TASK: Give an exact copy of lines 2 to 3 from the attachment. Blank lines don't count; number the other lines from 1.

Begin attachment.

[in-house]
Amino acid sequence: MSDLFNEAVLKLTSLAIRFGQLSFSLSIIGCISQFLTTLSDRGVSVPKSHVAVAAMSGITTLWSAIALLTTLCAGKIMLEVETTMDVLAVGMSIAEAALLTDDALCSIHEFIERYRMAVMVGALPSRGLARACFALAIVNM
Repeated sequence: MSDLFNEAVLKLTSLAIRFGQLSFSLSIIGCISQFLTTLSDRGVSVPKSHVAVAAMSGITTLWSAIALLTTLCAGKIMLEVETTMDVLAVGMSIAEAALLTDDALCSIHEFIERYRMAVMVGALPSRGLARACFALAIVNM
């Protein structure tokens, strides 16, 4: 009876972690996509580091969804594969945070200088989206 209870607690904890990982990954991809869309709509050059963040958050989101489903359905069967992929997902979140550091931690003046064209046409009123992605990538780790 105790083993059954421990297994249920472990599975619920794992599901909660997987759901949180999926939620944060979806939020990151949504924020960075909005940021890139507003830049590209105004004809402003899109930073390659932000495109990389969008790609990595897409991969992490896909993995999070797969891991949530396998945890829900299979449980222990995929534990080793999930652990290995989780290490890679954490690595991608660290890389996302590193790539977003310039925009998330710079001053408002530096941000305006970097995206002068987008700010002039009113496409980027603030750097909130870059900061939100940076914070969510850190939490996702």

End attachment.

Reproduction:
Amino acid sequence: MSDLFNEAVLKLTSLAIRFGQLSFSLSIIGCISQFLTTLSDRGVSVPKSHVAVAAMSGITTLWSAIALLTTLCAGKIMLEVETTMDVLAVGMSIAEAALLTDDALCSIHEFIERYRMAVMVGALPSRGLARACFALAIVNM
Repeated sequence: MSDLFNEAVLKLTSLAIRFGQLSFSLSIIGCISQFLTTLSDRGVSVPKSHVAVAAMSGITTLWSAIALLTTLCAGKIMLEVETTMDVLAVGMSIAEAALLTDDALCSIHEFIERYRMAVMVGALPSRGLARACFALAIVNM